The design of the masonry heater and the heat output are usually determined by the customer and the size of the installation room.
The Lower Bavarian premium manufacturer BRUNNER has developed special components for the masonry heater:
The furnace builder optimally matches these basic stove components to each other in terms of their heat output after which they are installed. The result is a storage furnace that makes heating with wood a real pleasure. BRUNNER offers compact masonry heaters with small glazing and large masonry heaters with glazing in fireplace format.
As far as appearance is concerned, a heat storage furnace does not have to differ from a modern fireplace, thanks to the different door formats by BRUNNER. They can be used to create radiant heaters with different fireplace glass formats, depending on your individual liking. While the fire is still burning in the stove, the firebox radiation delivers rapid heat into the room through the viewing glass. However, the size and geometry of the glass should always also be based on the heat requirements of the installation room. Large doors in standard design are therefore recommended for storage heaters with a fireplace look in the living area. Corner doors with high heat output are well suited for large installation rooms and cast-iron doors for traditional designs or when heating from the adjoining room.
After combustion, the storage then provides the pleasant radiant heat described. What makes BRUNNER masonry heater doors so special?
The design of the firebox doors with integrated air flow allows wood quantities of up to 18 kilograms to be used.
Type-tested masonry heater combustion chambers are available to match.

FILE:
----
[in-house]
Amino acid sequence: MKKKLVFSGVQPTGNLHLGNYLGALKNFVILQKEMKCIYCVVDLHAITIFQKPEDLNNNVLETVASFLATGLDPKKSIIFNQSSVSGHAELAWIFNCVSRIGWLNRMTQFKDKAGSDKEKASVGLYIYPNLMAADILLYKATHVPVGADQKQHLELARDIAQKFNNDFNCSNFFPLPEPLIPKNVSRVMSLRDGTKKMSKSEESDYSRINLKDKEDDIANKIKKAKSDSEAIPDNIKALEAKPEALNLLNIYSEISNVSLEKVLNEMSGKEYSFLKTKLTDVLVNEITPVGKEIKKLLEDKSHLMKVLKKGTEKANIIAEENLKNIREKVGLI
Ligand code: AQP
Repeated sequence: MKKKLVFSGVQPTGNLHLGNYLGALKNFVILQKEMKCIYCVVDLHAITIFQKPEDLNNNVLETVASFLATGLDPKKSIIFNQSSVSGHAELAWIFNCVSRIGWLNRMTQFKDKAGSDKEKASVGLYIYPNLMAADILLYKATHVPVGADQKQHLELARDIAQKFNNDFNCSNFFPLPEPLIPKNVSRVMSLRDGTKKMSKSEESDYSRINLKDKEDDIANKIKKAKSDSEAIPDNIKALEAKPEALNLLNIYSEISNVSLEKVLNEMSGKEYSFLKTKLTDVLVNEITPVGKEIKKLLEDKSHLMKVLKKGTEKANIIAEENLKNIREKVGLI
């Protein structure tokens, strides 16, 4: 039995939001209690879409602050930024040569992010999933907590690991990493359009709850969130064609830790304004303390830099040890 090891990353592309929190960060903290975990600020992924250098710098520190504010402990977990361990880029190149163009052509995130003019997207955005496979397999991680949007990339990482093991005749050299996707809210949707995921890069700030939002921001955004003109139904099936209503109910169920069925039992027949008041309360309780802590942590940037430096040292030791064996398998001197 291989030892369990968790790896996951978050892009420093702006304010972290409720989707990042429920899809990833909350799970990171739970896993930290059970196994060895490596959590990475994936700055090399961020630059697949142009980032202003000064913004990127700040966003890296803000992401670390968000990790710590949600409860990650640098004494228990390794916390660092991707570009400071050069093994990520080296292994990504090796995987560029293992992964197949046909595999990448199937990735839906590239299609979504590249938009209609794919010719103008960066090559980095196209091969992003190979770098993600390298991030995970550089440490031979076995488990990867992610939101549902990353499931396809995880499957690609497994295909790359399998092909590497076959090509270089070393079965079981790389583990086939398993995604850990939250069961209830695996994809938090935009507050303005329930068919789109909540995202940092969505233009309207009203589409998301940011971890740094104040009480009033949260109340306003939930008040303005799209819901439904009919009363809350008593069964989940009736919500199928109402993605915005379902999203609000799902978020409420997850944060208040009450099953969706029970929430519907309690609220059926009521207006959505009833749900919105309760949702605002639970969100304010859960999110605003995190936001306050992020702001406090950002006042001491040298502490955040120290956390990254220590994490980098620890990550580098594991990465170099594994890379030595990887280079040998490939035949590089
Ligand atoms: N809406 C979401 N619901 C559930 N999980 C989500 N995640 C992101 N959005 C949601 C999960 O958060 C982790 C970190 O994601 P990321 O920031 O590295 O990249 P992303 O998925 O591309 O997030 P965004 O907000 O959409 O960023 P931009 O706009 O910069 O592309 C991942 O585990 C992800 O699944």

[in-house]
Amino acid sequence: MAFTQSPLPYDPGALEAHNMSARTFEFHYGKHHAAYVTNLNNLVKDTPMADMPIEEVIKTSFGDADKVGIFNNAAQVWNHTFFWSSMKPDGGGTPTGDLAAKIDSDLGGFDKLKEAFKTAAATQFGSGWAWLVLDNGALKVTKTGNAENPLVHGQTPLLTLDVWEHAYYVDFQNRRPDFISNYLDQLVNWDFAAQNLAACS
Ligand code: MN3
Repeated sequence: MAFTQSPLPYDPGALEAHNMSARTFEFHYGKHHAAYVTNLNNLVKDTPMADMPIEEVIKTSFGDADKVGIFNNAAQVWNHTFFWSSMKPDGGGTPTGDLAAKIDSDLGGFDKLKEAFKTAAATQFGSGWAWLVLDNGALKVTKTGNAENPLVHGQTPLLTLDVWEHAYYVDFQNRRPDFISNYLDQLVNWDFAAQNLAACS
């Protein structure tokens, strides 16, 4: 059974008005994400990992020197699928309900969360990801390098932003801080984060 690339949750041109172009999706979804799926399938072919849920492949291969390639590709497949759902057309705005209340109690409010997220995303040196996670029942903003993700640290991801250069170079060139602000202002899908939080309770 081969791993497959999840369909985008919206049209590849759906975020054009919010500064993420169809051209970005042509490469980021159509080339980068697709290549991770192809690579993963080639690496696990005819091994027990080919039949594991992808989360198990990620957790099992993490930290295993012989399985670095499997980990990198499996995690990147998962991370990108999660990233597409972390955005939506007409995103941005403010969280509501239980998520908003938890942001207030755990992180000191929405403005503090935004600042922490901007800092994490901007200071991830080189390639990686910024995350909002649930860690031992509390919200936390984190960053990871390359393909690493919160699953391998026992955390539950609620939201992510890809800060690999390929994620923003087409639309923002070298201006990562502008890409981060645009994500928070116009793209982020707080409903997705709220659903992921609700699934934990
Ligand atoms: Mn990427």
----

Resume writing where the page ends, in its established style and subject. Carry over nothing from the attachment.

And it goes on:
Two connection points with a diameter of 160 millimetres (6.29 inches ) supply the fireplace with combustion air from outside.
They have secondary air/secondary air connections for combustion chamber depths of less than 60 centimetres (23.62 inches.) and comply with the legal requirements (also in Austria).
Environmental compatibility, emission values and the efficiency of an individually installed masonry heater always depend on the furnace builder's skills. To make these parameters less dependent on the latter's expertise, BRUNNER manufactures its masonry heaters from dry-pressed, high-quality fireclay bricks or modules. For type-compliant combustion chambers that meet the legal requirements.
The tested fireboxes are available in various sizes and designs and with large or small glazing. For small masonry heaters, the single-shell "KastenFeuerRaum"(Firebox), or KFR for short, with a small viewing glass and a compact design is used. If no individual shapes are desired, the furnace builder uses storage matched to the respective KFR. The combustion chamber of the masonry heater, jointly with the storage, stands on a robust support frame and a draught system for the passage of the heating gases is mounted next to or behind the combustion chamber. The surface design of the stove casing can be done with tiles, depending on taste. Because large masonry heater combustion chambers with a large glass
are exposed to greater thermal and mechanical loads, these stove bodies are always constructed with two shells. This means that the inner combustion chamber, which is directly exposed to the fire, can expand and move thermally and is held tightly together by a second cover. Masonry heater Tunnels are furnace where the fire can be seen from two sides. The stove is then created as a room divider depending on structural specifications or can be fuelled from two rooms.
At first glance, masonry tiled stoves and masonry heaters resp. storage heaters can hardly be distinguished from each other from the outside. The different technology is hidden inside the system.